Health and Safety Code 109575 HS – Manufacture and Distribution of Imitation Controlled Substances in California


Health and Safety Code 109575
is the California statute that makes it a crime for a person to knowingly:

  • manufacture,
  • distribute, or
  • possess with the intent to distribute

an imitation controlled substance.

HSC 109575 is one of two California statutes regarding these substances.

According to this statute:

“Any person who knowingly manufactures, distributes, or possesses with intent to distribute, an imitation controlled substance is guilty of a misdemeanor…”

Examples of criminal acts under this code section include:

  • Carlos uses items in his pantry to make a substance that looks like cocaine.
  • Juanita sells a neighborhood kid a packet of imitation “crank.”
  • Rob carries packs of imitation dope in his backpack while he walks to a local park to sell them.

Defenses

Luckily, there are several legal defenses that a person can raise if accused of a crime under HSC 109575. These include showing that:

Penalties

The manufacturing and distribution of an imitation controlled substance is charged as a misdemeanor (as opposed to an infraction or a felony). The offense is punishable by:

  • imprisonment in the county jail for up to six months, and/or
  • a maximum fine of $1,000.

Please note that in lieu of jail time, a judge may award a defendant with misdemeanor (or summary) probation.

Our California criminal defense attorneys will highlight the following in this article:

imitation drugs in a girl's pocket

1. What is prohibited under Health and Safety Code 109575 HS?

Health and Safety Code 109575 is the California statute that makes it a crime for a person to knowingly:

  • manufacture,
  • distribute, or
  • possess with the intent to distribute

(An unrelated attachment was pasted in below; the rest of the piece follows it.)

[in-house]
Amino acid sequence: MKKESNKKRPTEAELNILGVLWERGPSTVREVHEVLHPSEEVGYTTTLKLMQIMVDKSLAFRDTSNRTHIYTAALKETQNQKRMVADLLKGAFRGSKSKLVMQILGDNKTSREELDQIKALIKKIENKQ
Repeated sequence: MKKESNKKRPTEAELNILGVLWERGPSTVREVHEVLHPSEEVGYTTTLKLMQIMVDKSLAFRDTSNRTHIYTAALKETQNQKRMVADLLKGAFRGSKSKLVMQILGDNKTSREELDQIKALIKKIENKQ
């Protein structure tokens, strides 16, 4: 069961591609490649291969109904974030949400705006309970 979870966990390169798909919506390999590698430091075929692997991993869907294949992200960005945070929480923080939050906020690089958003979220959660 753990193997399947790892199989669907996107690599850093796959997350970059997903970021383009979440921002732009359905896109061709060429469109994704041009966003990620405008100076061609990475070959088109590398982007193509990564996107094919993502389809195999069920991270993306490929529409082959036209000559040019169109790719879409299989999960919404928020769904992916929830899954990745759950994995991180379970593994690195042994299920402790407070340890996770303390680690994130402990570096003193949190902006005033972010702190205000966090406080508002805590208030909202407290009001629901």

an imitation controlled substance.1

Note that a California court has ruled that this statute does not violate the United States Constitution for being vague.2

An “imitation controlled substance” is basically a counterfeit drug. It is intended to be visually mistaken for the real thing.

HSC 109550 sets forth the legal definition of an imitation controlled substance. According to this statute, this substance is one of two things.

First, it can be:

  • a product specifically manufactured to resemble the physical appearance of a controlled substance, and
  • a product that a reasonable person would not be able to distinguish from a real controlled substance by outward appearances.3

Or, according to the code section, an imitation controlled substance can be:

  • a product that is made to look like a real controlled substance, and
  • a product that a reasonable person would believe that, if taken, it would have a stimulant or depressant effect like a real drug.4

2. Are there legal defenses to accusations of violating Health and Safety Code 109575?

A person accused of violating this statute can raise a legal defense. A good defense can work to reduce or even dismiss a charge.

Three common defenses to alleged violations of this statute are:

  1. no imitation controlled substance,
  2. unlawful search and seizure, and/or
  3. falsely accused.

2.1. No imitation controlled substance

Please note that HSC 11357.5 only applies to imitation controlled substances – as defined in HSC 109550. Thus, a solid legal defense is for a party to show that, while he may have made or distributed a substance, it was not an imitation controlled substance.

2.2. Unlawful search and seizure

The Fourth Amendment to the U.S. Constitution declares that we have the right to be free from unreasonable “searches and seizures” by law enforcement. If authorities obtain evidence from an unreasonable, or unlawful search and seizure, then that evidence can get excluded from a criminal case. This means that any charges in the case could get reduced or even dismissed.

2.3. Falsely accused

Unfortunately, it is not at all uncommon for people to get prosecuted based on false allegations. People get falsely accused out of

  • jealousy,
  • revenge, and
  • anger.

Thus, it is a valid defense for a defendant to say that a party falsely accused him of violating HSC 109575.

man heading to jail

3. Penalties, Punishment, and Sentencing

A violation of Health and Safety Code 109575 is a misdemeanor. The offense is punishable by: